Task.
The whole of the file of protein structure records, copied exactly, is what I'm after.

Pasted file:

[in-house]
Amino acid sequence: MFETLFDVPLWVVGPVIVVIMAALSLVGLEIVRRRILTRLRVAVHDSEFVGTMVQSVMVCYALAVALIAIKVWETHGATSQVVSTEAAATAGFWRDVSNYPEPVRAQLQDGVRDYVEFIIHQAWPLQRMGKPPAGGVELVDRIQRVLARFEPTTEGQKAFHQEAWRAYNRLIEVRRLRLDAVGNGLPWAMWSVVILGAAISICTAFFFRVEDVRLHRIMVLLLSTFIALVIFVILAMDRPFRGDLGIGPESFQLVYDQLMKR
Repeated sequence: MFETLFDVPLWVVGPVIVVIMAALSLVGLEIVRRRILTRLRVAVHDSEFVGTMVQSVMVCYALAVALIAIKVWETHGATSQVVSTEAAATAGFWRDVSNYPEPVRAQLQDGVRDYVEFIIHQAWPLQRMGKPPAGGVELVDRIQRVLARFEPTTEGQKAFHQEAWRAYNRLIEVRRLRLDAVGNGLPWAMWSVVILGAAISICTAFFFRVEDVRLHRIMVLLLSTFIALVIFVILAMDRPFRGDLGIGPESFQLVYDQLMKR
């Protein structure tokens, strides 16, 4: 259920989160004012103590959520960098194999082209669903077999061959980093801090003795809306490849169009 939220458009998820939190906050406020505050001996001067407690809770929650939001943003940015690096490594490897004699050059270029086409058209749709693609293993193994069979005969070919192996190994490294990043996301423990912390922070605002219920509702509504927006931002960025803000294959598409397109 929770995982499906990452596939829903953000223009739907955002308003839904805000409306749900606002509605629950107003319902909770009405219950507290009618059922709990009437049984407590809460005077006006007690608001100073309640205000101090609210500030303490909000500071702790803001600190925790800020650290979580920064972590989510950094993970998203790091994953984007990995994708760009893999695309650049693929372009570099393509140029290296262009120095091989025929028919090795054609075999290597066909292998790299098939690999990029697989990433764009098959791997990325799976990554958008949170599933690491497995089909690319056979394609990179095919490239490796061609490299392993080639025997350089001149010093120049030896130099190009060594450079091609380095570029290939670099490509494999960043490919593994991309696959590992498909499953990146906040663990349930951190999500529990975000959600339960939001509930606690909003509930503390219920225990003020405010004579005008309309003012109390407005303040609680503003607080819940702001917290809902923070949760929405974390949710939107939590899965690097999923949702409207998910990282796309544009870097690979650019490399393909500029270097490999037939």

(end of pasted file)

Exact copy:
[in-house]
Amino acid sequence: MFETLFDVPLWVVGPVIVVIMAALSLVGLEIVRRRILTRLRVAVHDSEFVGTMVQSVMVCYALAVALIAIKVWETHGATSQVVSTEAAATAGFWRDVSNYPEPVRAQLQDGVRDYVEFIIHQAWPLQRMGKPPAGGVELVDRIQRVLARFEPTTEGQKAFHQEAWRAYNRLIEVRRLRLDAVGNGLPWAMWSVVILGAAISICTAFFFRVEDVRLHRIMVLLLSTFIALVIFVILAMDRPFRGDLGIGPESFQLVYDQLMKR
Repeated sequence: MFETLFDVPLWVVGPVIVVIMAALSLVGLEIVRRRILTRLRVAVHDSEFVGTMVQSVMVCYALAVALIAIKVWETHGATSQVVSTEAAATAGFWRDVSNYPEPVRAQLQDGVRDYVEFIIHQAWPLQRMGKPPAGGVELVDRIQRVLARFEPTTEGQKAFHQEAWRAYNRLIEVRRLRLDAVGNGLPWAMWSVVILGAAISICTAFFFRVEDVRLHRIMVLLLSTFIALVIFVILAMDRPFRGDLGIGPESFQLVYDQLMKR
């Protein structure tokens, strides 16, 4: 259920989160004012103590959520960098194999082209669903077999061959980093801090003795809306490849169009 939220458009998820939190906050406020505050001996001067407690809770929650939001943003940015690096490594490897004699050059270029086409058209749709693609293993193994069979005969070919192996190994490294990043996301423990912390922070605002219920509702509504927006931002960025803000294959598409397109 929770995982499906990452596939829903953000223009739907955002308003839904805000409306749900606002509605629950107003319902909770009405219950507290009618059922709990009437049984407590809460005077006006007690608001100073309640205000101090609210500030303490909000500071702790803001600190925790800020650290979580920064972590989510950094993970998203790091994953984007990995994708760009893999695309650049693929372009570099393509140029290296262009120095091989025929028919090795054609075999290597066909292998790299098939690999990029697989990433764009098959791997990325799976990554958008949170599933690491497995089909690319056979394609990179095919490239490796061609490299392993080639025997350089001149010093120049030896130099190009060594450079091609380095570029290939670099490509494999960043490919593994991309696959590992498909499953990146906040663990349930951190999500529990975000959600339960939001509930606690909003509930503390219920225990003020405010004579005008309309003012109390407005303040609680503003607080819940702001917290809902923070949760929405974390949710939107939590899965690097999923949702409207998910990282796309544009870097690979650019490399393909500029270097490999037939």